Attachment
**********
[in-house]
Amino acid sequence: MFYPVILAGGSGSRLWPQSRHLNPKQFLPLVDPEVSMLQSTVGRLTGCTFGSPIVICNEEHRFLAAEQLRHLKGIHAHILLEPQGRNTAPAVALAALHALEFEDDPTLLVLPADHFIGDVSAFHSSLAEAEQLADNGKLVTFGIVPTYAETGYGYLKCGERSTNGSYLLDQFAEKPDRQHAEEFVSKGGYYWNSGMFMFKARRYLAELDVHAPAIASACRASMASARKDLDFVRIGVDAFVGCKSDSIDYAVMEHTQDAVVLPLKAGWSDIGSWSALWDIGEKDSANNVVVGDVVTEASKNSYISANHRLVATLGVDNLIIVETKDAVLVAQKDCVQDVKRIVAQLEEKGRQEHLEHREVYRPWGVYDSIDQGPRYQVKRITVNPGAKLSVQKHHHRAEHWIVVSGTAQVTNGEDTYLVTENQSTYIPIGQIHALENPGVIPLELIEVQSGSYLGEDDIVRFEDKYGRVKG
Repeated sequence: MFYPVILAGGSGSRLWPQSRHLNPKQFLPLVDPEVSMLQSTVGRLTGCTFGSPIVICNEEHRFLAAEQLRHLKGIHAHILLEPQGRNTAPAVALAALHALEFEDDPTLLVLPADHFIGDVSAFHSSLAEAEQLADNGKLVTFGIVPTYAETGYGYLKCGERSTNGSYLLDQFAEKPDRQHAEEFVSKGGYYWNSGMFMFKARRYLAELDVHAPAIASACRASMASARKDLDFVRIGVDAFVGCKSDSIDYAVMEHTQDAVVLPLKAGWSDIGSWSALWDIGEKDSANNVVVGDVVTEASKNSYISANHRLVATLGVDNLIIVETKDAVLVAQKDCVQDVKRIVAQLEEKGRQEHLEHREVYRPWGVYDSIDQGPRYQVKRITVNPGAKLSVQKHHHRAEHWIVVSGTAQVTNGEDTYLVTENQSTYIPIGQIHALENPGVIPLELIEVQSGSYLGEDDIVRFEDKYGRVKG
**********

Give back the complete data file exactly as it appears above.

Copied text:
[in-house]
Amino acid sequence: MFYPVILAGGSGSRLWPQSRHLNPKQFLPLVDPEVSMLQSTVGRLTGCTFGSPIVICNEEHRFLAAEQLRHLKGIHAHILLEPQGRNTAPAVALAALHALEFEDDPTLLVLPADHFIGDVSAFHSSLAEAEQLADNGKLVTFGIVPTYAETGYGYLKCGERSTNGSYLLDQFAEKPDRQHAEEFVSKGGYYWNSGMFMFKARRYLAELDVHAPAIASACRASMASARKDLDFVRIGVDAFVGCKSDSIDYAVMEHTQDAVVLPLKAGWSDIGSWSALWDIGEKDSANNVVVGDVVTEASKNSYISANHRLVATLGVDNLIIVETKDAVLVAQKDCVQDVKRIVAQLEEKGRQEHLEHREVYRPWGVYDSIDQGPRYQVKRITVNPGAKLSVQKHHHRAEHWIVVSGTAQVTNGEDTYLVTENQSTYIPIGQIHALENPGVIPLELIEVQSGSYLGEDDIVRFEDKYGRVKG
Repeated sequence: MFYPVILAGGSGSRLWPQSRHLNPKQFLPLVDPEVSMLQSTVGRLTGCTFGSPIVICNEEHRFLAAEQLRHLKGIHAHILLEPQGRNTAPAVALAALHALEFEDDPTLLVLPADHFIGDVSAFHSSLAEAEQLADNGKLVTFGIVPTYAETGYGYLKCGERSTNGSYLLDQFAEKPDRQHAEEFVSKGGYYWNSGMFMFKARRYLAELDVHAPAIASACRASMASARKDLDFVRIGVDAFVGCKSDSIDYAVMEHTQDAVVLPLKAGWSDIGSWSALWDIGEKDSANNVVVGDVVTEASKNSYISANHRLVATLGVDNLIIVETKDAVLVAQKDCVQDVKRIVAQLEEKGRQEHLEHREVYRPWGVYDSIDQGPRYQVKRITVNPGAKLSVQKHHHRAEHWIVVSGTAQVTNGEDTYLVTENQSTYIPIGQIHALENPGVIPLELIEVQSGSYLGEDDIVRFEDKYGRVKG